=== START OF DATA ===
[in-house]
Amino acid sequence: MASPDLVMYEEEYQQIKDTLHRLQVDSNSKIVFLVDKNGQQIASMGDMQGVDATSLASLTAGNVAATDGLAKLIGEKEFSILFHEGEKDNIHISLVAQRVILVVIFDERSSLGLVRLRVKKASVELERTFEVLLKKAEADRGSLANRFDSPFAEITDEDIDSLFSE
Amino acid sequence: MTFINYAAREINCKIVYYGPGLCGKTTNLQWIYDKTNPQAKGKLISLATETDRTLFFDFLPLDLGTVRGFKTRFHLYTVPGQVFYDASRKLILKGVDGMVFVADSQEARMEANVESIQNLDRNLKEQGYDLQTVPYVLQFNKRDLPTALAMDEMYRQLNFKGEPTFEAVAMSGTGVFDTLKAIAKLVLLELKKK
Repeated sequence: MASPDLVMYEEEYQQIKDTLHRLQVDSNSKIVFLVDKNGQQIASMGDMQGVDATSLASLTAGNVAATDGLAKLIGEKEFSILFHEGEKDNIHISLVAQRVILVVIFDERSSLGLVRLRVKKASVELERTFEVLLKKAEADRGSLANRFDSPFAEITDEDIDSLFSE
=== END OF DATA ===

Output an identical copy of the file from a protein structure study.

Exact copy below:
[in-house]
Amino acid sequence: MASPDLVMYEEEYQQIKDTLHRLQVDSNSKIVFLVDKNGQQIASMGDMQGVDATSLASLTAGNVAATDGLAKLIGEKEFSILFHEGEKDNIHISLVAQRVILVVIFDERSSLGLVRLRVKKASVELERTFEVLLKKAEADRGSLANRFDSPFAEITDEDIDSLFSE
Amino acid sequence: MTFINYAAREINCKIVYYGPGLCGKTTNLQWIYDKTNPQAKGKLISLATETDRTLFFDFLPLDLGTVRGFKTRFHLYTVPGQVFYDASRKLILKGVDGMVFVADSQEARMEANVESIQNLDRNLKEQGYDLQTVPYVLQFNKRDLPTALAMDEMYRQLNFKGEPTFEAVAMSGTGVFDTLKAIAKLVLLELKKK
Repeated sequence: MASPDLVMYEEEYQQIKDTLHRLQVDSNSKIVFLVDKNGQQIASMGDMQGVDATSLASLTAGNVAATDGLAKLIGEKEFSILFHEGEKDNIHISLVAQRVILVVIFDERSSLGLVRLRVKKASVELERTFEVLLKKAEADRGSLANRFDSPFAEITDEDIDSLFSE